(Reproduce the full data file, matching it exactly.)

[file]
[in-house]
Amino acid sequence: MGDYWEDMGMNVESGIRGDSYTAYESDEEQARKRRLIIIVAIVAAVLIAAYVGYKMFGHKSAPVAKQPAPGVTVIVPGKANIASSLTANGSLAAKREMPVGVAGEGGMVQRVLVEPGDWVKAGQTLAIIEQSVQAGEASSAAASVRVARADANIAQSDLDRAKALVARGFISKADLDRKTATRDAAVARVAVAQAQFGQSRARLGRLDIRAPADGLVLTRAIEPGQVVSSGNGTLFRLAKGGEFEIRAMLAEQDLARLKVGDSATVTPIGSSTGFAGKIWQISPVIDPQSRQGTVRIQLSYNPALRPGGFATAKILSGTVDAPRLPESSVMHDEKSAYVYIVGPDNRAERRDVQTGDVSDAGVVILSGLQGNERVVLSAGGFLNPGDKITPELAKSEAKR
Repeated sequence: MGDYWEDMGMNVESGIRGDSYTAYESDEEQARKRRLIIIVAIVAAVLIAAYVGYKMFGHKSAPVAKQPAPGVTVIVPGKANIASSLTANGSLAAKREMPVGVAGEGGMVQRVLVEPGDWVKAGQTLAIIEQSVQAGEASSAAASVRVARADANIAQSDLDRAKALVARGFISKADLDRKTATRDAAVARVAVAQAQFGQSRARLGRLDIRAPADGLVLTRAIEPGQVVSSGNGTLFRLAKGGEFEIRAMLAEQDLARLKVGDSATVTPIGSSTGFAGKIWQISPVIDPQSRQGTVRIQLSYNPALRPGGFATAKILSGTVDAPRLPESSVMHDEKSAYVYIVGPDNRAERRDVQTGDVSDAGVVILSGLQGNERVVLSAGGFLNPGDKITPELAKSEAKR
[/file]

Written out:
[in-house]
Amino acid sequence: MGDYWEDMGMNVESGIRGDSYTAYESDEEQARKRRLIIIVAIVAAVLIAAYVGYKMFGHKSAPVAKQPAPGVTVIVPGKANIASSLTANGSLAAKREMPVGVAGEGGMVQRVLVEPGDWVKAGQTLAIIEQSVQAGEASSAAASVRVARADANIAQSDLDRAKALVARGFISKADLDRKTATRDAAVARVAVAQAQFGQSRARLGRLDIRAPADGLVLTRAIEPGQVVSSGNGTLFRLAKGGEFEIRAMLAEQDLARLKVGDSATVTPIGSSTGFAGKIWQISPVIDPQSRQGTVRIQLSYNPALRPGGFATAKILSGTVDAPRLPESSVMHDEKSAYVYIVGPDNRAERRDVQTGDVSDAGVVILSGLQGNERVVLSAGGFLNPGDKITPELAKSEAKR
Repeated sequence: MGDYWEDMGMNVESGIRGDSYTAYESDEEQARKRRLIIIVAIVAAVLIAAYVGYKMFGHKSAPVAKQPAPGVTVIVPGKANIASSLTANGSLAAKREMPVGVAGEGGMVQRVLVEPGDWVKAGQTLAIIEQSVQAGEASSAAASVRVARADANIAQSDLDRAKALVARGFISKADLDRKTATRDAAVARVAVAQAQFGQSRARLGRLDIRAPADGLVLTRAIEPGQVVSSGNGTLFRLAKGGEFEIRAMLAEQDLARLKVGDSATVTPIGSSTGFAGKIWQISPVIDPQSRQGTVRIQLSYNPALRPGGFATAKILSGTVDAPRLPESSVMHDEKSAYVYIVGPDNRAERRDVQTGDVSDAGVVILSGLQGNERVVLSAGGFLNPGDKITPELAKSEAKR